In singleplayer skirmishes and campaign battles you can give yourself some breathing room with the tactical pause. Compared to the system in Relic's previous games, like Homeworld and Company of Heroes 2, it's been pushed more to the forefront and fleshed out, and it's saved my bacon many times already. It lets you freeze the action and queue up commands, letting you pull off more elaborate manoeuvres at your own pace, which is wonderful if, like me, you are old and slow. 

Unsurprisingly, that's not possible in multiplayer. While Relic emphasises that Company of Heroes is not an APM RTS and you don't need to have the superhuman dexterity of a 20-year-old StarCraft player, there are still a lot of plates to spin. There's also a palpable friction between the micro and macro that forces you to prioritise, smashing a few of them to save the rest.

Fighting on a constantly shifting battlefield with vanishing cover means that, unsurprisingly, Company of Heroes 3 can get pretty micromanagement intensive. On the bigger maps, you're not going to be present for every battle, so you've got to prioritise, but that doesn't mean your troops can't be effective without constant babysitting. The addition of side armour means your tanks are no longer as vulnerable to high-damage rear shots, and you can order your troops to quickly scarper to safety just by hitting the retreat button.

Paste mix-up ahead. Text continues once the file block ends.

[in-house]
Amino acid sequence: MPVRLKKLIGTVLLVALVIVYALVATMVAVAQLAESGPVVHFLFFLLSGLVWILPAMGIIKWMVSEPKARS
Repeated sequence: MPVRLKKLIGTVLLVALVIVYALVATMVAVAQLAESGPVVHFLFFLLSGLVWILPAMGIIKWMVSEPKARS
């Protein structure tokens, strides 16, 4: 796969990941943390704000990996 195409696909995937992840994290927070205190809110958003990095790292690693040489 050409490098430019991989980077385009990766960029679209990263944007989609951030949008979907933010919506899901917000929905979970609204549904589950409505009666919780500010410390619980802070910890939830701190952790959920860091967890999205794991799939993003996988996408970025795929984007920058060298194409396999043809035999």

(Image credit: Sega)

It can be easy to forget when you're losing troops as quickly as I do, but there's a veterancy system that rewards you for keeping your troops alive and killing. Veternacy has always been a core feature of Company of Heroes, serving as both battle mechanic and narrative device. It gives more weight to the losses and victories, more risk, more rewards, while, simultaneously evoking the series' cinematic inspirations, Band of Brothers in particular, by turning it all into a wartime drama. When I see my little flamethrower-wielding engineers getting into trouble, I do everything I can to save them, primarily because damn those flamethrowers are handy when you need to empty a building, but also because I know these little guys now—I've watched them develop and gotten used to their barks.